• So true Lisa! It is all about informed decisions – clean and healthy only mean something if we put them to use fueling our bodies to DO something or be healthier. Otherwise it is pretty much just another fad diet.

  9. ^^ YES I totally agree with Lisa. Back when I was switching up my diet I had heard of clean eating, but didn’t really know what it was and I felt so much anxiety over it. Like what if I did it wrong!? But then I realized after doing some research that eating cleanly was something that I pretty much did already. So I just cut some extra BS out of my diet and that was that. I didn’t really have to do much of anything at all. I am far from a text book clean eater but I don’t think it’s the kind of thing that has to be all or nothing and I think a lot of people take it WAY too seriously.

    • Totally! And Lisa nailed it – this is basic, common sense stuff, and we are just overthinking it all! And like you say, some people take stuff way too seriously, like someone is going to say ‘well, you failed ‘clean’ for July because of that bag of M&M’s … try again next month’! Um, no.

  10. I agree and have found it really interesting to read about other people’s thoughts on clean eating. Honestly it seems like a nice way to do what you want. There are plenty of woman that I’ve seen (especially when I worked with eating disordered college students) that used clean eating as a description to further their eating disorders with no questions asked.

    On the other side I do believe food is fuel and that you have to eat well to preform well.

    • Exactly – that was also what Amanda said, and is so true … I mean, what are you supposed to do- NOT eat that massive red velvet cake you had on Instagram?!? No way! haha

    • It is funny – I cooked spaghetti squash with fire roasted tomatoes and roasted sweet potatoes last night, and it was the first time my son’s girlfriend had it … fortunately it turned out well. She was surprised that the meal was vegan, but loved it all. Nice to open up people’s eyes to the many ways to get ‘good eats’!

  11. Pingback: Can’t We All Just Get Along? And Blog-Reading FOMO! | Running Around the Bend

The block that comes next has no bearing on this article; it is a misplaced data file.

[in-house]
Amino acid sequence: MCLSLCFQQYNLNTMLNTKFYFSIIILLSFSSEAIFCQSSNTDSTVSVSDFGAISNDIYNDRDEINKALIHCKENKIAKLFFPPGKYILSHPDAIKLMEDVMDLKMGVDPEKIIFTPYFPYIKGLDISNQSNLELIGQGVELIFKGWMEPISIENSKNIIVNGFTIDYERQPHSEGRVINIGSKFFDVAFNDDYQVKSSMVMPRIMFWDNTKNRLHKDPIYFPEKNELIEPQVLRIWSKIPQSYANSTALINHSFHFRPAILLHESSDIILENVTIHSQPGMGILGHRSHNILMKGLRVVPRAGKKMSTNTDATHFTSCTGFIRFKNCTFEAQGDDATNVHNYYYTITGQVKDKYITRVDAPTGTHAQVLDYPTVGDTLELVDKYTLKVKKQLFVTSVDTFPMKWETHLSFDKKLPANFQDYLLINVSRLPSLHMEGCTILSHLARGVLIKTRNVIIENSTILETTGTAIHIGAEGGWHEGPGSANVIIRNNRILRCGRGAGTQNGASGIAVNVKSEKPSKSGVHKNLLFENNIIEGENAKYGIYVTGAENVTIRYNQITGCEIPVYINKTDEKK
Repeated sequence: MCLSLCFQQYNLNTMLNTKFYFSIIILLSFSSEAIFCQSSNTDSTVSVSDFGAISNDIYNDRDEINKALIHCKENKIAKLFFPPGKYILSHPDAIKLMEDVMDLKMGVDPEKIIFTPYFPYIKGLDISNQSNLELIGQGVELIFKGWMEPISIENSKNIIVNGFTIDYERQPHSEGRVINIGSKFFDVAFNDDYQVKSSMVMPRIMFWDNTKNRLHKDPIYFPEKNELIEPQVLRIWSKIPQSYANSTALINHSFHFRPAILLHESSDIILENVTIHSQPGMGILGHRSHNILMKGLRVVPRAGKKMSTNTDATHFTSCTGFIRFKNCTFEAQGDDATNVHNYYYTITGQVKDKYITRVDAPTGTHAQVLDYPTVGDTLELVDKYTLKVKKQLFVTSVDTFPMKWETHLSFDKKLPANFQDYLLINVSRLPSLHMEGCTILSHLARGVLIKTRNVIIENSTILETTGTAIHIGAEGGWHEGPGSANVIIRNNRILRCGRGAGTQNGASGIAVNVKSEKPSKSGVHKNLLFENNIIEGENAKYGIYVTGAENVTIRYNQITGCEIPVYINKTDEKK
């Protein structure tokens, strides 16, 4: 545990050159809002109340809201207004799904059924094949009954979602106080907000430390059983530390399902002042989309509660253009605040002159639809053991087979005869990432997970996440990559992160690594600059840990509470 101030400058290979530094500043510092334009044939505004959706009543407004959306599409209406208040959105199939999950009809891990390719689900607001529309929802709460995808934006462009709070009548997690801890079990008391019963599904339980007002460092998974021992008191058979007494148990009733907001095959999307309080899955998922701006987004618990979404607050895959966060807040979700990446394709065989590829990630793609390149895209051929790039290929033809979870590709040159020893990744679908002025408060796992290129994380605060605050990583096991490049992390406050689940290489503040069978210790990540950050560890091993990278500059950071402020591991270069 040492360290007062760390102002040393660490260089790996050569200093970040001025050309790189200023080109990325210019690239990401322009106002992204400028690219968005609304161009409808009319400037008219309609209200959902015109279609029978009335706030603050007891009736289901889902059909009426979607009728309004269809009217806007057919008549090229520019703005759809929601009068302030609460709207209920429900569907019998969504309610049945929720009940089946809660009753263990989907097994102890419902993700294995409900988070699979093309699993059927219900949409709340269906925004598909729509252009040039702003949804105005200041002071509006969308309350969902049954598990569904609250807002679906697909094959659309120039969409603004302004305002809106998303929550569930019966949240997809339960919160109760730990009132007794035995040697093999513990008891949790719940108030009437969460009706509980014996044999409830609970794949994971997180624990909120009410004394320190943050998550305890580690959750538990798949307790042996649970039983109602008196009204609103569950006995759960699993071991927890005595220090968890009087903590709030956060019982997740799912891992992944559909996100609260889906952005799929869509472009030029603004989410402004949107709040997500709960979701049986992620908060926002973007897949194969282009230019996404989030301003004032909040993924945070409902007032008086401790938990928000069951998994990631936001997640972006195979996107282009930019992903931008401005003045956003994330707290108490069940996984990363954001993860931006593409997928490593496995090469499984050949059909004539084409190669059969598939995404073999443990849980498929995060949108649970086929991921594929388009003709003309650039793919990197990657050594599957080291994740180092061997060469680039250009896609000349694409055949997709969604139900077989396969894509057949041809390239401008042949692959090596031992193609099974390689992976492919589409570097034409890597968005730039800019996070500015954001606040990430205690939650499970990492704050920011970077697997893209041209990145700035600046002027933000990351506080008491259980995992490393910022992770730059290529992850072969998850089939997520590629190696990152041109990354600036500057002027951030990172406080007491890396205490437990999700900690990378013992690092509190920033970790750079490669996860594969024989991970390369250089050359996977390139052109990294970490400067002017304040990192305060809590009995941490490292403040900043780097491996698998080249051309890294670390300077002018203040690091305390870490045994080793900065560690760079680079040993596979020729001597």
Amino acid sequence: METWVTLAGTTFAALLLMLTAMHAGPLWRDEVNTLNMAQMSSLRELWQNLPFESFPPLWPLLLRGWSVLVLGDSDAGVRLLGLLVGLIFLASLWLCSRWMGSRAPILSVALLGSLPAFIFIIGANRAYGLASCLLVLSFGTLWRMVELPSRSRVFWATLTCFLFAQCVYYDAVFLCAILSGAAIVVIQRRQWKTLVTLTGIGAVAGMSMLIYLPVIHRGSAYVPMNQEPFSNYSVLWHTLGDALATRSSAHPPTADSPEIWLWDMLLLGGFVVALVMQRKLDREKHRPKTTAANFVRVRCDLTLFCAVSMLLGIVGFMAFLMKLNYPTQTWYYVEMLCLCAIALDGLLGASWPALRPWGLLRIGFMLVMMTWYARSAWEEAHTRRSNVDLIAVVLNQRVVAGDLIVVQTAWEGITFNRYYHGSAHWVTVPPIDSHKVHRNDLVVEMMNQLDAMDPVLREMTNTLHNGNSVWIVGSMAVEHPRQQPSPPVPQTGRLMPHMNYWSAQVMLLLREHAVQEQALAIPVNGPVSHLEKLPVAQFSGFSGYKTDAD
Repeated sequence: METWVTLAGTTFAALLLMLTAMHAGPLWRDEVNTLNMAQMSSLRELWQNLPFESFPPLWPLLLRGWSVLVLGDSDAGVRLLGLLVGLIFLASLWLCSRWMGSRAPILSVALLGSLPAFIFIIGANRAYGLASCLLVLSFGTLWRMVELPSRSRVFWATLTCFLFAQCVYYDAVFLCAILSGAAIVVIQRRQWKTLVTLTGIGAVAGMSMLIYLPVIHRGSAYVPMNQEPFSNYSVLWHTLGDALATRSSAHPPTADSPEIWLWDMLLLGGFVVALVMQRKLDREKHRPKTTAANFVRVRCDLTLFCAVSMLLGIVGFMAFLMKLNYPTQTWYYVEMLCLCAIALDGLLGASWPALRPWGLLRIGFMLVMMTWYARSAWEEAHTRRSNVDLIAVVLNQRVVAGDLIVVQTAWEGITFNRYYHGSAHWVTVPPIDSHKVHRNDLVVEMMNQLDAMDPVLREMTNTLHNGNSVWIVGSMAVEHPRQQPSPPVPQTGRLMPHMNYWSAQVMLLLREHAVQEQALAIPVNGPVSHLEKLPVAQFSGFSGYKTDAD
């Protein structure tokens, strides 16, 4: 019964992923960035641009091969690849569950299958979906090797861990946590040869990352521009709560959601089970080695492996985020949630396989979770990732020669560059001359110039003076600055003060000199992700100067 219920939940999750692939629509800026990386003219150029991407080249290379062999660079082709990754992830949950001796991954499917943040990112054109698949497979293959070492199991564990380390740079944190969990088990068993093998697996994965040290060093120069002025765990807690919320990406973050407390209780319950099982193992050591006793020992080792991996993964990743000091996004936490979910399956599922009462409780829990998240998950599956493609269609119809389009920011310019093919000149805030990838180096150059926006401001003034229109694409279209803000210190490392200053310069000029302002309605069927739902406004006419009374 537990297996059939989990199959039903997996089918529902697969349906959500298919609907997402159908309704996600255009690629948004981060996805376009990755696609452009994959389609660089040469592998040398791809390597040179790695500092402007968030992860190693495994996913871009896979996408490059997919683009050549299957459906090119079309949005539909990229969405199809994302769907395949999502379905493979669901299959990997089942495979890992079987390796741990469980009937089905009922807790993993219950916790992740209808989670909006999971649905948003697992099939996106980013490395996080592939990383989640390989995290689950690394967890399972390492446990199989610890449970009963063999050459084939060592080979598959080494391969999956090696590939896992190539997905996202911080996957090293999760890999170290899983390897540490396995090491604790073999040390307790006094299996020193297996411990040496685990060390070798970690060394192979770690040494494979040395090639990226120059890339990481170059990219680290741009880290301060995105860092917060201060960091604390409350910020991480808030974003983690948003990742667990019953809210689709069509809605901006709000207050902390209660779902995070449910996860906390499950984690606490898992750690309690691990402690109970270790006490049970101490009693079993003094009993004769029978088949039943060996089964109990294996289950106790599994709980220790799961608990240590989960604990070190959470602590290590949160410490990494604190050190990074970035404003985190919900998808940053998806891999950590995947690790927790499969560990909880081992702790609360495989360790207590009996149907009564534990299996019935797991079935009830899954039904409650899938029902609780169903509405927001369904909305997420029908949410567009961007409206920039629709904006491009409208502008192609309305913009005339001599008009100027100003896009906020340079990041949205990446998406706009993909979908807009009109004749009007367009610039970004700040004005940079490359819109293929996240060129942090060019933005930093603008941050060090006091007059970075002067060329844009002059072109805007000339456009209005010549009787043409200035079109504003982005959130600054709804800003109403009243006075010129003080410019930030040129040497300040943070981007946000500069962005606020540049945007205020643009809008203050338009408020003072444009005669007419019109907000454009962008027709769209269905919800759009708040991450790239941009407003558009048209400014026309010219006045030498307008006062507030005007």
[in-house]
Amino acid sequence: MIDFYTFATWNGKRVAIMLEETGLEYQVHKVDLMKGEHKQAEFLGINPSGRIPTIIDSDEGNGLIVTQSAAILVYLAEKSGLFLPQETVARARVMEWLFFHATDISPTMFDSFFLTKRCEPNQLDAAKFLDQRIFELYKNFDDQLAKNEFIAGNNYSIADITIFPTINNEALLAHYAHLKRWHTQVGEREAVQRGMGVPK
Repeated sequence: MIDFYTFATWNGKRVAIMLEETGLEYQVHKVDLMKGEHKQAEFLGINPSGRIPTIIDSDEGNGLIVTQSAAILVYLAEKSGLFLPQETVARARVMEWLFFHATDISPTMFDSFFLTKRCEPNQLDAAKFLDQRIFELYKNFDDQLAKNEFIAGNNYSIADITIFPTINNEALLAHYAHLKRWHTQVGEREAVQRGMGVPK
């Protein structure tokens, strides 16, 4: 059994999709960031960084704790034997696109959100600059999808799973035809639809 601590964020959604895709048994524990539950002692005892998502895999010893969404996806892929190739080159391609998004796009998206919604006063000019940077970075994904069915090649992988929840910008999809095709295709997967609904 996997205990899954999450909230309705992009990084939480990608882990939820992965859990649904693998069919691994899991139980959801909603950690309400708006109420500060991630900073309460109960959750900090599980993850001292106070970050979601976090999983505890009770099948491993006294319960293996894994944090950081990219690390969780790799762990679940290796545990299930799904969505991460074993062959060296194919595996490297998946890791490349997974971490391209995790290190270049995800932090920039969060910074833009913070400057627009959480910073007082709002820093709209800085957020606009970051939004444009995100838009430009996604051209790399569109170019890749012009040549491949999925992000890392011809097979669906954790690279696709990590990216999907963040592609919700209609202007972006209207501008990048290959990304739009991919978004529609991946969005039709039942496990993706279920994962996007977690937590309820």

12. You pretty much summed up my understanding of clean eating 🙂 Right now I’m focusing on limiting my alcohol intake (not that I drink much, but sometimes when you go out for a 5a7 with some friends, it’s easy to get caught up), reduce meat consumption (summer=grill=steak, I’m sure you understand me on this one), limiting deserts (once again summer= weddings/get-togethers/picnics with abandance of all that sweet stuff). I’ve also been enjoying adding beans, quinoa, freekeh to my salads. Oh, and water, water, lots of water 😀 Well, that’s my understanding and application of my knowledge about ‘eating cleaner’ 😀 xoxo

    • haha totally get you on the grilling 🙂 For us, it is fall and winter that are more dangerous for sweets because my wife and I (and younger son) all like to bake … so we have cakes and cookies and scones flowing – in summer it is too hot to have the oven going!

      And I think your thoughts on eating cleaner are perfect!

  13. LOVE this post. I practice almost all of the tips you mention, and I do sometimes refer to ‘clean eating,’ but I understand the backlash and comments around it. I especially agree with Lisa’s point in the comments above. To me, clean eating means eating as many fruits, vegetables, and minimally processed foods as you can, and focusing on a sustainable balance (balance of many things – macronutrient balance, adding in some treats, etc.). Wow on the 8 servings of meat – kind of makes my stomach hurt to think about it, but that’s not abnormal at all!!

    • I really think Lisa nailed it as well (and in many fewer words than I needed!). And it is funny putting things into servings – I grew up in the 70s where ‘normal’ was half your plate being meat, 30% starch and 20% veggie (often from cans, yuk!). Last night I mentioned that to Lisa and we looked at our dinner with about a 20/20/60 mix of meat/starch/veggies – which is pretty typical now. Not that I don’t love a nice steak every now and then 🙂

  14. I love the baby picture.

    My personal trainer asked me to start keeping a food journal in part because I feel like I need to tweak some of my eating habits. One thing that became obvious right away is that I am terrible about eating a decent lunch. Which is why I am starving at dinner. Fortunately we usually eat good food for dinner, but I suspect I could be doing a whole lot better by spreading out how I feed my body nutrients.

    But you’re right, as we go down the healthy exercise road, it seems like many people do start thinking better about how they fuel themselves. It’s hard to weed through all the trends sometimes, though.

    • Yeah, totally with you … and that is a big part of why I have fruit and pistachios at my desk for afternoon snacks. Just to be sure I am all set for my intake in case my lunch doesn’t cut it.